Directors behaving badly

Australian company directors are risking accusations of insider trading by buying shares in the businesses they control before crucial company announcements, a new report reveals.

Directors of 32 S&P/ASX200 companies bought shares within eight weeks before a material earnings upgrade or takeover announcement in 2007, a 40% increase from 2004, the report by corporate governance specialists Regnan reveals.

Even more worryingly, last year directors of 23 of Australia’s 200 largest listed companies actively traded shares in the highly sensitive period between books-close and results-release, up 15% from 2005.

And directors were also lax in reporting those dealings within the five days, required by the ASX listing rules – half of the top 200 companies reported dealings outside that period, with the average disclosure coming 10 days after trading.

Regnan managing director Erik Mather says it is unlikely smaller listed company directors would be any better in their disclosure practices than the top 200 studied for the report.

“We would be very surprised if ex-ASX/S&P200 company compliance was at a much greater degree than the top 200. It is of great concern to us and our clients,” Mather says.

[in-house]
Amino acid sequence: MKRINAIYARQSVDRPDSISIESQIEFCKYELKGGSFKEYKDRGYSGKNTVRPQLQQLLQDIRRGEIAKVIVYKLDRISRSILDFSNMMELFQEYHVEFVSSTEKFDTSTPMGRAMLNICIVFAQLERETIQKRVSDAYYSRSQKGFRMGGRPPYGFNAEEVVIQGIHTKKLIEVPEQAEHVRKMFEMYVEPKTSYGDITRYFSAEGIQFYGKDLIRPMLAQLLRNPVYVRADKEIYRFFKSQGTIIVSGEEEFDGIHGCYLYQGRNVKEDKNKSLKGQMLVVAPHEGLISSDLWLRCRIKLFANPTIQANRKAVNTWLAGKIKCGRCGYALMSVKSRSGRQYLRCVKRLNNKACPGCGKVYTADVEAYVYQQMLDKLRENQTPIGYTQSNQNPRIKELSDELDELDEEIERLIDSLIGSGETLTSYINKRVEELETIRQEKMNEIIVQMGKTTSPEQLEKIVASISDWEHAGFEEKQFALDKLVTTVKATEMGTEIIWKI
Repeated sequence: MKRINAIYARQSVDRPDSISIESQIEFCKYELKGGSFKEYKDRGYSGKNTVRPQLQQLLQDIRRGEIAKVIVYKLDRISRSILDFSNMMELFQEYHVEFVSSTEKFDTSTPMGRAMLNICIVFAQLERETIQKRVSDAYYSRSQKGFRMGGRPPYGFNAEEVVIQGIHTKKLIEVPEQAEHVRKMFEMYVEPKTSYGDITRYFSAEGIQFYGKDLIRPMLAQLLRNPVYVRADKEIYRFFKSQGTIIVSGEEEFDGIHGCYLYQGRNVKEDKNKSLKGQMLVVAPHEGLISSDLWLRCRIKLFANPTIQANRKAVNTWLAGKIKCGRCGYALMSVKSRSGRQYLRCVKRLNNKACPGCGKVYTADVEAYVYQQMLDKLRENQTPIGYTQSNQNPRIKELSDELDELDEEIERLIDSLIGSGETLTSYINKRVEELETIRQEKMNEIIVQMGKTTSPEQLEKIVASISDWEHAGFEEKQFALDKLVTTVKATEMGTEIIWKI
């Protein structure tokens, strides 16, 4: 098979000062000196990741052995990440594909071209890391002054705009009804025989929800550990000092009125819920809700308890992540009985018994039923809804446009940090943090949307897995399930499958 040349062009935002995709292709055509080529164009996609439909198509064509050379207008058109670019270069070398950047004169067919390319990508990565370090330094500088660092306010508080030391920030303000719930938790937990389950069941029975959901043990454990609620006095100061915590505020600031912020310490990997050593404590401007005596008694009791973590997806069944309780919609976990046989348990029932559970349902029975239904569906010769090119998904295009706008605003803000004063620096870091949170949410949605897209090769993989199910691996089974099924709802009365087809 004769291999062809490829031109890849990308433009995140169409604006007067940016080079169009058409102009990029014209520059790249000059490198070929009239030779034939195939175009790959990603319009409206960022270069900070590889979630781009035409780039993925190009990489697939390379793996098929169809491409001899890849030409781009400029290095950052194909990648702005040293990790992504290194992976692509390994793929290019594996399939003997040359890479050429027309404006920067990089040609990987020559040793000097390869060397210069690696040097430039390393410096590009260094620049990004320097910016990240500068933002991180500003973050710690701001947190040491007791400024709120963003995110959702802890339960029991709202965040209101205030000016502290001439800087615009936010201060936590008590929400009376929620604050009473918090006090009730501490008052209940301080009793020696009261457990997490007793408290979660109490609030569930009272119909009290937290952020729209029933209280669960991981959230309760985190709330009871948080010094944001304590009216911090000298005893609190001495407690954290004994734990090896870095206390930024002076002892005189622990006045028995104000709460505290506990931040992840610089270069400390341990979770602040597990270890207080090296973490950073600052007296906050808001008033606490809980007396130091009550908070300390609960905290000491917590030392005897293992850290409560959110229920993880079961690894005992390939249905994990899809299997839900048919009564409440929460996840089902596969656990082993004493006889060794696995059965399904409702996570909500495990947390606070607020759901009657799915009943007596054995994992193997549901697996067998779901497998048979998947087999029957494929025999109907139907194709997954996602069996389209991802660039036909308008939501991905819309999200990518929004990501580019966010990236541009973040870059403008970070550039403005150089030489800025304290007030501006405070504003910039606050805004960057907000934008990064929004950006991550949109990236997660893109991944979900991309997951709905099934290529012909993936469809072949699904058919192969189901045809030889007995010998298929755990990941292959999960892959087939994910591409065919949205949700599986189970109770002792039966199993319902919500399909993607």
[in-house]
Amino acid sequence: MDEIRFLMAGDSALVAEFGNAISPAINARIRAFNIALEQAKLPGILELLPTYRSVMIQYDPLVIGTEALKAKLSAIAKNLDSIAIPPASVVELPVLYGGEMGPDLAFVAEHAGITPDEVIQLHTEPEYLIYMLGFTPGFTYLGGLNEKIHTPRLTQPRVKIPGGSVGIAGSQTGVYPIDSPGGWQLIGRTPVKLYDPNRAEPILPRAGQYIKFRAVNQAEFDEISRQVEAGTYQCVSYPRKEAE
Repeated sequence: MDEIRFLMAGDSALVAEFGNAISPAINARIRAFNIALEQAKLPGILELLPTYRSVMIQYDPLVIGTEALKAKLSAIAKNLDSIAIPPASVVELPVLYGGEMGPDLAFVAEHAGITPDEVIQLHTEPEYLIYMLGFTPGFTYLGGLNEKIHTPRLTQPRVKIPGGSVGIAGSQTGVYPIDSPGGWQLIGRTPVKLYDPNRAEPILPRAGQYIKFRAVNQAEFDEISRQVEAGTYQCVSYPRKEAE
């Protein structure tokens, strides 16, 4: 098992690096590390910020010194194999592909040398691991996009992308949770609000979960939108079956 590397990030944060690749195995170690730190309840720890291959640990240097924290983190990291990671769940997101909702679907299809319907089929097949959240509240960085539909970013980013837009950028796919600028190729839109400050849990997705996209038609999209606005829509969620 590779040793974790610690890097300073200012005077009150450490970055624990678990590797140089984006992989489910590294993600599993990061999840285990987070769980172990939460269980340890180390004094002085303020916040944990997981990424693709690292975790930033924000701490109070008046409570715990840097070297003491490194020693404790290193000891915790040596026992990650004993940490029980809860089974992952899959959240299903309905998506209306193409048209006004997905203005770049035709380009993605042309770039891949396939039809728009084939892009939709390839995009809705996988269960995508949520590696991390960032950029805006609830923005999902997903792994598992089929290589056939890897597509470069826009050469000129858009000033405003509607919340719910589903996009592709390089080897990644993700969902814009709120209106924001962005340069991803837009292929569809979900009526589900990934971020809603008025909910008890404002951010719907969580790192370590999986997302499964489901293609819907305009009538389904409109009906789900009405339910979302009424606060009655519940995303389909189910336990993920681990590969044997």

He says while share trading in the period before a significant announcement like a profit upgrade is not in itself a breach of the rules, it raises the specter of insider trading – where shares are bought or sold by a person based on company knowledge unavailable to the rest of the market.

“The thing that is concerning is that in that period, highly sensitive information will be held by company directors, so it’s a question if they ought to be trading and whether they are disclosing that,” Mather says.

Regnan, which represents several large public sector, private and industry super funds, argues in its report that more active scrutiny from the ASX and ASIC is needed to quell the increase in questionable director behaviour.

“It was a period of record highs for the market that made people comfortable and it would seem for some people were, a little bit too comfortable,” Mather says. “Sunlight is the greatest form of antiseptic and clearly there has been too much darkness around trading by directors for too long.”

The Regnan report comes as several senior company directors are calling for law reform to limit directors’ liability for breaches of disclosure.

High profile directors such as Telstra chairman Don McGauchie and Suncorp and Tabcorp chairman John Story told The Australian Financial Review that governments should increase directors’ protection from liability by extending the business judgement rule and strengthening directors indemnities.

 

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